He's so worried about how to make his life better and become a man and improve himself, but the one thing Ray doesn't realize?
That he never even thought about any of it until Shoshannah came along.
Girls Season 2, Episode 6: Boys
Best Line: "Um, this is total bullshit, I'm sorry, I had a tiny scoop of your ice cream, I don't need this job. I dont know why ive been doing it this long, my boyfriend is doing lights for Carly Rae Jepsen and I should be on the bus with him, and I'm going to go do that now."
Best Mate: Ray. When a man cries over you in the middle of nowhere, he's a fucking keeper.
What Kind Of A-Hole Was Hannah This Week?: A Reformed One! Marnie was the mega-cunt this time around, and Hannah didn't even give her a "You're turning your back on me" speech like she easily would have a few weeks back. Silent but deadly, and totally badass.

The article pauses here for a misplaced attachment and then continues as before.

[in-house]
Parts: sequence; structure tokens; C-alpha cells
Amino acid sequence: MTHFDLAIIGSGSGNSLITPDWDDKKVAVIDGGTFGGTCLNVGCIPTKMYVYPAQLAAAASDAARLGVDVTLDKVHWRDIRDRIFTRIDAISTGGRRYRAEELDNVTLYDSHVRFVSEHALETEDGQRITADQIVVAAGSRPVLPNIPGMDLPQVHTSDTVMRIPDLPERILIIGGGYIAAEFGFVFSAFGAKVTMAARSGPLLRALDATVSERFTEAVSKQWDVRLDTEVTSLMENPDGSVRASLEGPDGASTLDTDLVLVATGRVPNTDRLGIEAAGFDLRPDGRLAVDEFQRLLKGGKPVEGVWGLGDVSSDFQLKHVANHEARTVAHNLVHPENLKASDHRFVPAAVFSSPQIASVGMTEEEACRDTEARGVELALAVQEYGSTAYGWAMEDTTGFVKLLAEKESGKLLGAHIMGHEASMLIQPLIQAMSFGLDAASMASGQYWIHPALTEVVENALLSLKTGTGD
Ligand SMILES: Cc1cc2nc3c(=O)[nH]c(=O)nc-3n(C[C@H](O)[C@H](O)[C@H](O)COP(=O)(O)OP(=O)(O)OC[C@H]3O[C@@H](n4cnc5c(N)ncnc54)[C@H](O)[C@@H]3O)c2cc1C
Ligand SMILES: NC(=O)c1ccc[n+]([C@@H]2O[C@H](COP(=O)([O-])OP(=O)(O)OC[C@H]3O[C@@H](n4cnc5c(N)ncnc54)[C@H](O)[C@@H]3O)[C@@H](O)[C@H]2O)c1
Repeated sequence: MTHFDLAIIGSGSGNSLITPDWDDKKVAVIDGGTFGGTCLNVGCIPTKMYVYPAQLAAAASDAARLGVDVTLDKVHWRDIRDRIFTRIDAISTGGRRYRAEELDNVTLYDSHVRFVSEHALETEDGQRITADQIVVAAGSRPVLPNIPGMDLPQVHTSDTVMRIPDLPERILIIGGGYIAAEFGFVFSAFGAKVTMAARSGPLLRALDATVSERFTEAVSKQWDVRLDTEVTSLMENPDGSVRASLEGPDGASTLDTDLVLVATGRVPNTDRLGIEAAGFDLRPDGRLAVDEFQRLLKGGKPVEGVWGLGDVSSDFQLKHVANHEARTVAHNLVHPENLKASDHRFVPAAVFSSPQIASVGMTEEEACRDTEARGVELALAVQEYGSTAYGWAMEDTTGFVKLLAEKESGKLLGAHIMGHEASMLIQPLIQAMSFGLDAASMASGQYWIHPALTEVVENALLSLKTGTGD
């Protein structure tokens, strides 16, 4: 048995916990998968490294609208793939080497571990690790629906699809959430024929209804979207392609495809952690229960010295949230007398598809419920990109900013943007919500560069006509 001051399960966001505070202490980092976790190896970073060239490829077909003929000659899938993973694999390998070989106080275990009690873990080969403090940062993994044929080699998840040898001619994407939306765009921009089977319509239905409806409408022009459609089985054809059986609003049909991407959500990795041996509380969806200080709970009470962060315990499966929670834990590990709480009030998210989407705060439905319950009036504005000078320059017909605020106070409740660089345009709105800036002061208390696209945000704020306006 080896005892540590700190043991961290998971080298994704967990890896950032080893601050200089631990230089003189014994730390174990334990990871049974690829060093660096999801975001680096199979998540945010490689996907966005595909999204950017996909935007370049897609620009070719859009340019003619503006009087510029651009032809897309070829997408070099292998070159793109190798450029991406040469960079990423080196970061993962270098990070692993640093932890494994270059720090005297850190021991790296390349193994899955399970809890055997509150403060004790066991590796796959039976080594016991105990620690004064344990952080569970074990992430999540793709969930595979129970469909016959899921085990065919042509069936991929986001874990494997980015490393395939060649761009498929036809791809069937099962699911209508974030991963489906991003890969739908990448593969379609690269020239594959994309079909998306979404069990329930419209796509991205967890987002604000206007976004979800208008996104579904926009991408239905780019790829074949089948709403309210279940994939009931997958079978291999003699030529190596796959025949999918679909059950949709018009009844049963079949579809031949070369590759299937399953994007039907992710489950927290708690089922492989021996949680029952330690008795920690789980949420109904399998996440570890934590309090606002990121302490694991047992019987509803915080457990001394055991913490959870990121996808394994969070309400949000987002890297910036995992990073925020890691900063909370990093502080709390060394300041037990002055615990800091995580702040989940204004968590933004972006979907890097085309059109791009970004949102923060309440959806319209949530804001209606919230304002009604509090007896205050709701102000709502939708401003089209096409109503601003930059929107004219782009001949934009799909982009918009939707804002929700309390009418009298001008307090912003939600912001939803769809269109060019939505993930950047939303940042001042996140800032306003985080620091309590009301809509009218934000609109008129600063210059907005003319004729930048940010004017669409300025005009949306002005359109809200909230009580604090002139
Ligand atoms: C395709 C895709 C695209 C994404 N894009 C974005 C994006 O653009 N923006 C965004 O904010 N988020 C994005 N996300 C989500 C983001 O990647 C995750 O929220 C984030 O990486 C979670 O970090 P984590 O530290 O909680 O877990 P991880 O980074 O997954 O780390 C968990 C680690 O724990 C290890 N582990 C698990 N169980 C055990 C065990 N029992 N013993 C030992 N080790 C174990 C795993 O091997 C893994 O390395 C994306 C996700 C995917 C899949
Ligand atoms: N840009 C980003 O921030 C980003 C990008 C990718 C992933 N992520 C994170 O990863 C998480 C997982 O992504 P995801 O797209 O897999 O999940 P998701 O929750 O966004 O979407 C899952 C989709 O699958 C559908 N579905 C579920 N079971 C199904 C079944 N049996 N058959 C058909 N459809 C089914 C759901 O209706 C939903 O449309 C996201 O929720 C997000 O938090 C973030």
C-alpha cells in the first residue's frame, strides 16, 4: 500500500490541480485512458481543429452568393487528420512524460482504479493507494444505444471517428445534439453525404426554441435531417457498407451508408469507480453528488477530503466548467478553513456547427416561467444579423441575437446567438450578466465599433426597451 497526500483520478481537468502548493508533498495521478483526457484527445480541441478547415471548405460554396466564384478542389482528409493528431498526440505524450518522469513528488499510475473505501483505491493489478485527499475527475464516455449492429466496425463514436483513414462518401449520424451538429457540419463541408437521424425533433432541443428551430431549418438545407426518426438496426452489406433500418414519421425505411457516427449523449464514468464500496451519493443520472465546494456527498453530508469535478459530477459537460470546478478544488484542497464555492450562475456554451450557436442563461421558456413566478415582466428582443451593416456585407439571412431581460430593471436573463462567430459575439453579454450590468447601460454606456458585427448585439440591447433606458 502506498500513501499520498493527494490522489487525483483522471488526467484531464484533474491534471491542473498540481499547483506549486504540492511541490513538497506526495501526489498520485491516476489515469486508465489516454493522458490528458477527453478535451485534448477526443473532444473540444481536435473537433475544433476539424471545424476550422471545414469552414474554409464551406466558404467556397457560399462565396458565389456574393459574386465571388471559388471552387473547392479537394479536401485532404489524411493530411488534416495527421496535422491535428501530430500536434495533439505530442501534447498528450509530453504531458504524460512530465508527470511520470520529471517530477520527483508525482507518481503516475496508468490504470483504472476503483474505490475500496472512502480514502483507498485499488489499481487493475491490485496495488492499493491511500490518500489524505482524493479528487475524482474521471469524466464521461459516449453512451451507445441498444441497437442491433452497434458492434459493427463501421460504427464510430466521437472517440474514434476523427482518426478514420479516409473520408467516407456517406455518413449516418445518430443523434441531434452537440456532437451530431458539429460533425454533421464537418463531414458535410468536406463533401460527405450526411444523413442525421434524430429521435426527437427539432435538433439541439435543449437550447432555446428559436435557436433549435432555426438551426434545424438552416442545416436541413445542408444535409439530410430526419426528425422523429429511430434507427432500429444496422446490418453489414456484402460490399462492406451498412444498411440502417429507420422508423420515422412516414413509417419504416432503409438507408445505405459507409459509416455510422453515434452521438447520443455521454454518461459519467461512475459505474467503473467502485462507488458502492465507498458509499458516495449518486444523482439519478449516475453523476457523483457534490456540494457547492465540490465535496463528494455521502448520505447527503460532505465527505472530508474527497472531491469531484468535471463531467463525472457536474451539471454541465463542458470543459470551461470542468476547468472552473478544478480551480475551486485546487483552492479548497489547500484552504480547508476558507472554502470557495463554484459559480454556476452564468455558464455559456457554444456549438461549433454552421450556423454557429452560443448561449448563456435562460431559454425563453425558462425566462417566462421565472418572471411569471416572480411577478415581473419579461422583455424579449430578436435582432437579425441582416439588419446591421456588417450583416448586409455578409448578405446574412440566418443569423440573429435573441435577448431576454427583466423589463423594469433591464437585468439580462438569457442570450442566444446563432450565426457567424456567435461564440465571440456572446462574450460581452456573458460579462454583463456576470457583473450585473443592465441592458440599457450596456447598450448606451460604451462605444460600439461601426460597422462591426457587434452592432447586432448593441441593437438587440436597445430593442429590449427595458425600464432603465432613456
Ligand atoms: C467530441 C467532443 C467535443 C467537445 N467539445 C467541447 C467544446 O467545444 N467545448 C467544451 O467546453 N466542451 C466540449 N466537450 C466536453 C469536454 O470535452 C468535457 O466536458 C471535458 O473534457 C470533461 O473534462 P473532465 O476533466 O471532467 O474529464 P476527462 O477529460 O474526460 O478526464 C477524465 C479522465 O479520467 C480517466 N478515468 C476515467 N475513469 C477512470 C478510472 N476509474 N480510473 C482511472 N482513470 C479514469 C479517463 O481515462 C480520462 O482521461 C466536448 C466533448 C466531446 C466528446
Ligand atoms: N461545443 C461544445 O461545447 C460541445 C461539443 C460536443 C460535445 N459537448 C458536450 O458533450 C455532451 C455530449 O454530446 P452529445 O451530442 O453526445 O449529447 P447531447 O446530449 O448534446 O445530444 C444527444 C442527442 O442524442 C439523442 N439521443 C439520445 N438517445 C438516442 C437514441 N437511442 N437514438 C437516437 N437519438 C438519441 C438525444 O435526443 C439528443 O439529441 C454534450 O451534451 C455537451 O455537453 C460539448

I Give This... 3 out of 4 bathtub snax. It kinda feels like we're back on track, right? The dialogue is punchy, there are hilarious references to complete randemonium (Little Women, Staten Island kike-y name calling), and you had no idea where this one was gonna end up. Well, besides Marnie crying into a plastic Zenon-style dress on her ultimate walk of post-date shame. That was bound to happen.
Earlier Ladyshow Nonsense:
Girls Season 2, Episode 5: One Man's Trash
Girls Season 2, Episode 4: It's A Shame About Ray
Girls Season 2, Episode 3: Bad Friend
Girls Season 2, Episode 2: I Get Ideas
Girls Season 2, Episode 1: It's About Time